JAMA article on CPOE

JAMA — Role of Computerized Physician Order Entry Systems in Facilitating Medication Errors, March 9, 2005, Koppel et al. 293 (10): 1197

Context Hospital computerized physician order entry (CPOE) systems are widely regarded as the technical solution to medication ordering errors, the largest identified source of preventable hospital medical error. Published studies report that CPOE reduces medication errors up to 81%. Few researchers, however, have focused on the existence or types of medication errors facilitated by CPOE.

Results We found that a widely used CPOE system facilitated 22 types of medication error risks. Examples include fragmented CPOE displays that prevent a coherent view of patients? medications, pharmacy inventory displays mistaken for dosage guidelines, ignored antibiotic renewal notices placed on paper charts rather than in the CPOE system, separation of functions that facilitate double dosing and incompatible orders, and inflexible ordering formats generating wrong orders. Three quarters of the house staff reported observing each of these error risks, indicating that they occur weekly or more often. Use of multiple qualitative and survey methods identified and quantified error risks not previously considered, offering many opportunities for error reduction.

Conclusions In this study, we found that a leading CPOE system often facilitated medication error risks, with many reported to occur frequently. As CPOE systems are implemented, clinicians and hospitals must attend to errors that these systems cause in addition to errors that they prevent.

Well, now, that seems terrific, doesn’t it? I’m not a Luddite, and believe that, in general, computerization and data pushing can make medicine safer and more efficient. However, It’s a long-term project, not “OK, here’s your system, where’s the check”?

I’m told that our parent organization has already paid an astounding sum to buy an integrated, hospital-wide EMR, which would include CPOE. (Here comes 2 more weeks of EMR ads on Google again. Oh, well). They’re rolling it out in one of the smaller hospitals in the chain, with the intent to ‘work out the bugs’ there, but I’m a big believer in bugs being everywhere.

We’re going to get very dependent on our new computer overlords, and the one thing that’s assurred is that the computers will go down, usually when the tech people are asleep / away.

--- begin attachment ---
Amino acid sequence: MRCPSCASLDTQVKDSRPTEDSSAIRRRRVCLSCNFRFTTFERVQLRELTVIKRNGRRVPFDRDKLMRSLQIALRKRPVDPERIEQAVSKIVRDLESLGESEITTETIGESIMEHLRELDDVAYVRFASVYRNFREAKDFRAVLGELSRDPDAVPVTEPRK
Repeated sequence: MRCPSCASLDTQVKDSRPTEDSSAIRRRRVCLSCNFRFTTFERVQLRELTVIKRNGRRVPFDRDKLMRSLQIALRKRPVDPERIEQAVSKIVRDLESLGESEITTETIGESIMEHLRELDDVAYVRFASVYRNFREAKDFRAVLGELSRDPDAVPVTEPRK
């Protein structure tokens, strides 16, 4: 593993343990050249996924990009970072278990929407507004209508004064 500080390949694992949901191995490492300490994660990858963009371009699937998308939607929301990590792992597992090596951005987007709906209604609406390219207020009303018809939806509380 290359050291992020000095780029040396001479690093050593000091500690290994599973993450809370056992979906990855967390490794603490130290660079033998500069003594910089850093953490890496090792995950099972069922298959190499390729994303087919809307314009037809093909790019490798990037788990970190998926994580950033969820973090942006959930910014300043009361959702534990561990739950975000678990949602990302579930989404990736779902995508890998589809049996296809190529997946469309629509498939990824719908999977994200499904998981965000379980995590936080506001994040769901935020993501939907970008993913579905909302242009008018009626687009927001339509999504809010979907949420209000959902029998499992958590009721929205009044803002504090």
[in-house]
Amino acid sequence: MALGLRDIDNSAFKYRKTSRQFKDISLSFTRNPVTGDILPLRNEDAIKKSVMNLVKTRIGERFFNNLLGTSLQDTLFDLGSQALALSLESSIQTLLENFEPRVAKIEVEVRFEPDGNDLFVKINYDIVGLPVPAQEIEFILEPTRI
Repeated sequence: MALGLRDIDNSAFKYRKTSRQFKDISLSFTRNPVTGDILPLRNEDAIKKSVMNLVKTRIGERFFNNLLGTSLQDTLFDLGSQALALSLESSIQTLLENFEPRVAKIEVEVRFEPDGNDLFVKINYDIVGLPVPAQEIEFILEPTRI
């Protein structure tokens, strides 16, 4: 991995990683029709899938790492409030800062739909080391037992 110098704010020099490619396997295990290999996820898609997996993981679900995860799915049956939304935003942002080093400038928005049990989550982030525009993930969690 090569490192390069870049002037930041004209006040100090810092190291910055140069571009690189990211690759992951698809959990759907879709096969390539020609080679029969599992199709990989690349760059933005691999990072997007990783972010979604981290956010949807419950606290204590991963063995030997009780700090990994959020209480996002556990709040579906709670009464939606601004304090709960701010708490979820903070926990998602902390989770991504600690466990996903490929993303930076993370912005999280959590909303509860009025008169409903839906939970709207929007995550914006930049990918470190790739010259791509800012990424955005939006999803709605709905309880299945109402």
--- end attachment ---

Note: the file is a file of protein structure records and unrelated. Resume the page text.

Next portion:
Color me skeptical.

via Medpundit

Update: Symtym is thinking along the same lines (I think).


Comments

  1. A good computer system that you’re familiar with could save time, money, and mistakes. Unfortnatly, for all the tech advances that exist within medicine (a stent for every artery), and outside medicine (the very act of typing this), our field is horribly behind. I don’t see the report regecting EMRs and other computer aides – there are problems with the current EMRs – but they need to get much better. And eventually they will.

    Medical documenting and paperwork is like government system: they’re all bad, we just need to find the least bad.

  2. I had a somewhat less pessimistic take (http://doctorandy.blogspot.com/2005/03/does-computerized-order-entry-increase.html).

    The article has two huge flaws, IMHO:

    1. It doesn’t measure actual errors or harm to patients, it is completely based on talking with housestaff.

    2. There is no control group (i.e.a group of housestaff using handwritten orders).

    I see computer systems as likely to substantially cut medication errors, and studies have supported that.

    One advantage of computer systems is that they can be improved. Gruntdoc, I share your concern about what to do when the system goes down.

    Dr. Andy

  3. I used the word “Luddite” in my MCAT essay. I think it’s why I did so well on my overall scores. ;)

  4. Anonymous says:

    Wonder if this will work like the new posting of “good hospitals” who “comply with all the “evidence based” guidlines. Our administration is so worked up that we are being “encouraged’ to give everyone with chest pain, beta blockers so we don’t miss any MI’s and don’t worry about the number of temporary pacemakers required to fix the complications as no one is following those.
    Medicine by the least trained. Don’t get me wrong I think we should strive to give aspirin and beta blockers to the appropriate patients by concern is the dangers of trying for perfection without looking at the downside.
    North of Texas Doc

  5. Does anyone have a opinion on the the dogmatic nature of the JCAHO folks about abbreviations and a prn indication for everything known to man.

    Example A surveyor sited our hospital because the MD did not wite ducolax prn with an indication. I think they have gone to far

Trackbacks

  1. JAMA article on CPOE

    GruntDoc JAMA — Role of Computerized Physician Order Entry Systems in Facilitating Medication Errors, March 9, 2005, Koppel et al.

  2. JAMA article on CPOE

    GruntDoc JAMA — Role of Computerized Physician Order Entry Systems in Facilitating Medication Errors, March 9, 2005, Koppel et al.